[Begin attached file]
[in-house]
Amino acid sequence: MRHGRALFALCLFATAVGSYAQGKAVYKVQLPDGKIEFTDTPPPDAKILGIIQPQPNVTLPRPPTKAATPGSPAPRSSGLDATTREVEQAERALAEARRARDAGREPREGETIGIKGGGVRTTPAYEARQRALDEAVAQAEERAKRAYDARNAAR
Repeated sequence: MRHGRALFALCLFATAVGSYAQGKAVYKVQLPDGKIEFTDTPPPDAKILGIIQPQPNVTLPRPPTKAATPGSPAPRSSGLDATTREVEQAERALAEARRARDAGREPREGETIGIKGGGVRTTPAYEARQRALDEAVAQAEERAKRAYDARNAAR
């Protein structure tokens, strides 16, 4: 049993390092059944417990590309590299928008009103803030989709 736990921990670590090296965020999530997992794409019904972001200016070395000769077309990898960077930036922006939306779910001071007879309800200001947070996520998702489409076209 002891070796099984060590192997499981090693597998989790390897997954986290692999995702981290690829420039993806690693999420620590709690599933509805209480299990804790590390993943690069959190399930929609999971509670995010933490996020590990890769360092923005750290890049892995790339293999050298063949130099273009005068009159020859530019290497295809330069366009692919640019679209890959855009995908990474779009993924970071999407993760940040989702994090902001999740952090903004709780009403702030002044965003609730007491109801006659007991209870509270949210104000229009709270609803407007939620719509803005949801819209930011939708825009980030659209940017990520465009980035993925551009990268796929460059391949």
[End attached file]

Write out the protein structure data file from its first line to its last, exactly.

[in-house]
Amino acid sequence: MRHGRALFALCLFATAVGSYAQGKAVYKVQLPDGKIEFTDTPPPDAKILGIIQPQPNVTLPRPPTKAATPGSPAPRSSGLDATTREVEQAERALAEARRARDAGREPREGETIGIKGGGVRTTPAYEARQRALDEAVAQAEERAKRAYDARNAAR
Repeated sequence: MRHGRALFALCLFATAVGSYAQGKAVYKVQLPDGKIEFTDTPPPDAKILGIIQPQPNVTLPRPPTKAATPGSPAPRSSGLDATTREVEQAERALAEARRARDAGREPREGETIGIKGGGVRTTPAYEARQRALDEAVAQAEERAKRAYDARNAAR
């Protein structure tokens, strides 16, 4: 049993390092059944417990590309590299928008009103803030989709 736990921990670590090296965020999530997992794409019904972001200016070395000769077309990898960077930036922006939306779910001071007879309800200001947070996520998702489409076209 002891070796099984060590192997499981090693597998989790390897997954986290692999995702981290690829420039993806690693999420620590709690599933509805209480299990804790590390993943690069959190399930929609999971509670995010933490996020590990890769360092923005750290890049892995790339293999050298063949130099273009005068009159020859530019290497295809330069366009692919640019679209890959855009995908990474779009993924970071999407993760940040989702994090902001999740952090903004709780009403702030002044965003609730007491109801006659007991209870509270949210104000229009709270609803407007939620719509803005949801819209930011939708825009980030659209940017990520465009980035993925551009990268796929460059391949």